CAR T-Cell Therapy: A Healthcare Professional's Guide Introduction - The Tumor
Medically reviewed by L. Anderson, PharmD. Last updated on Oct 1, 2018.
A Tumor: Defined
When you hear the word tumor, you automatically think of cancer. But what really is a tumor? A tumor, or neoplasm, is a mass of abnormal tissue that arises when cells divided uncontrollably.
However, tumors aren't always a cancer. Tumors can be benign or malignant.
Benign tumors are usually harmless, localized to one area, and are non-cancerous. Benign tumors do not spread but may grow larger, obstructing organs or other structures. Examples of common benign tumors include lipomas, which are composed of fat cells, and angiomas, which consists of small blood vessels.
Malignant tumors (cancer) have the ability to invade surrounding tissues, metastasize (spread throughout the body), and cause significant illness or death.
Malignant Tumor Types
From a histological standpoint, there are over 100 different types of cancer. A cancer is not always a solid tumor mass. Hematologic cancers can form, too, as with leukemia which begins in the blood-forming tissue of the bone marrow. Examples include:
- Sarcomas - arise from bone and soft tissue; examples include osteosarcoma and Kaposi sarcoma.
- Carcinomas - most common form of cancer that arises from epithelial cells; examples include basal cell carcinoma and adenocarcinomas (breast, prostate).
- Lymphomas - begins in lymphocytes (B or T cells); includes non-Hodgkin lymphoma and Hodgkin lymphoma.
- Leukemias - start in the blood-forming tissue of the bone marrow; examples are Acute lymphocytic leukemia (ALL) and Chronic lymphocytic leukemia (CLL).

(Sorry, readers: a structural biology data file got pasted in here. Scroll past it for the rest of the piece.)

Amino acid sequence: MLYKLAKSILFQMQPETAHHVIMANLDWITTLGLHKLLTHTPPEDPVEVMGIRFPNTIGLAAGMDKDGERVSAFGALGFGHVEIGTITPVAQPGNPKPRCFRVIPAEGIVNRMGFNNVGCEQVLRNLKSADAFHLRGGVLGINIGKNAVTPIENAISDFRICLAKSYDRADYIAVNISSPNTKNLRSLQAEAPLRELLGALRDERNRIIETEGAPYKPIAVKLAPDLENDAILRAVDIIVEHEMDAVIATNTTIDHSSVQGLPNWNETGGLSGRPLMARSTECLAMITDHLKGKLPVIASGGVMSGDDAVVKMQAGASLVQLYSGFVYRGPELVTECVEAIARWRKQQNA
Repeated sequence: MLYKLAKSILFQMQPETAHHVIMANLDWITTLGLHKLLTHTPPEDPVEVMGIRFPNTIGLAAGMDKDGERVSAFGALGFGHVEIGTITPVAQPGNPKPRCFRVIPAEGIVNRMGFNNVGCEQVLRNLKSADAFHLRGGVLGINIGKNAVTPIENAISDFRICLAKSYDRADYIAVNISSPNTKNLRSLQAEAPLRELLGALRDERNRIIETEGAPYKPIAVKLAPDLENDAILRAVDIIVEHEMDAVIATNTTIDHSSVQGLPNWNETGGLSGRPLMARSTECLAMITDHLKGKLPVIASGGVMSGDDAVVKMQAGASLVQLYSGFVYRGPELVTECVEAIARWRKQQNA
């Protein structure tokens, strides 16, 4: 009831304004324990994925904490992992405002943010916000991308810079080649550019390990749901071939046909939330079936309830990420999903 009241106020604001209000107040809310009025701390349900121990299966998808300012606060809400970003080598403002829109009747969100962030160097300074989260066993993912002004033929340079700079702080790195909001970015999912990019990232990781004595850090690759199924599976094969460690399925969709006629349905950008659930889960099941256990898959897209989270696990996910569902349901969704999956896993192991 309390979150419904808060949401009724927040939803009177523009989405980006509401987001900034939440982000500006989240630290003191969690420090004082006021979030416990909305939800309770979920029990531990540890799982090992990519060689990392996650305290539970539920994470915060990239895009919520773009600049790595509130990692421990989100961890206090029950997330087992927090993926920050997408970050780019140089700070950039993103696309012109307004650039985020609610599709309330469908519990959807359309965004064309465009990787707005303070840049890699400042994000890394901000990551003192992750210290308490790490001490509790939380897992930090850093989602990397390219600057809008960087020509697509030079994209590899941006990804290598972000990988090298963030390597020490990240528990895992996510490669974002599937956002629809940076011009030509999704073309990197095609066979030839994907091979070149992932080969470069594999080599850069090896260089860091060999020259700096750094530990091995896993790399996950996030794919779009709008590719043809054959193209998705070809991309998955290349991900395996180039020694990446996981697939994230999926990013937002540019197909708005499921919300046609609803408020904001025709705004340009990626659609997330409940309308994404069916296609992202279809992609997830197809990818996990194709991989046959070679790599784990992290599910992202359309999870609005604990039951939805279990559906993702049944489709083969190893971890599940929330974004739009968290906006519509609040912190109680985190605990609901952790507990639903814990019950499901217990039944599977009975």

- Melanomas - originates in melanocyte (pigment) cells leading to skin or eye cancers.
- Myelomas - begin in immune cells called plasma cells that build up in the bone marrow; multiple myeloma results in bone tumors throughout the body.
The Cancer Cell vs. the Normal Cell: What's the Difference?
Cancer cells are less specialized than a normal, healthy cell, and do not have specific biological functions. This allows them to continue dividing and invade surrounding tissues.
Cancer cells can evade apoptosis - the signal that alerts cells to begin programmed cell death and stop dividing.
Cancer cells can take advantage of their microenvironment - for example, they can signal the beginning of angiogenesis when surrounding cells grow blood vessels to help feed the cancer cells.
Cancer cells also can escape or "hide" from the immune system, which normally removes damaged or abnormal cells from the body. In fact, with immunotherapy researchers are now learning how to harness the power of the body's immune system to target and kill cancer cells.
Genetic Drivers of Cancerous Tumor Growth
All cancers have a genetic basis and can occur sporadically or be inherited. The three main cancer-causing genes (oncogenes) that contribute to cancer formation are:
- Proto-Oncogenes: These genes are involved in normal cell differentiation and growth; however, a DNA change can result in these cells growing abnormally and surviving.
- Tumor Suppressor Genes: Normally, these genes also help to control cell growth and division, but mutations can result in cells transforming to malignancies.
- DNA Repair Genes: These genes are responsible for fixing damaged DNA within the cell. However, when these genes are mutated, the cell can develop multiple DNA alterations, giving rise to cancerous cells.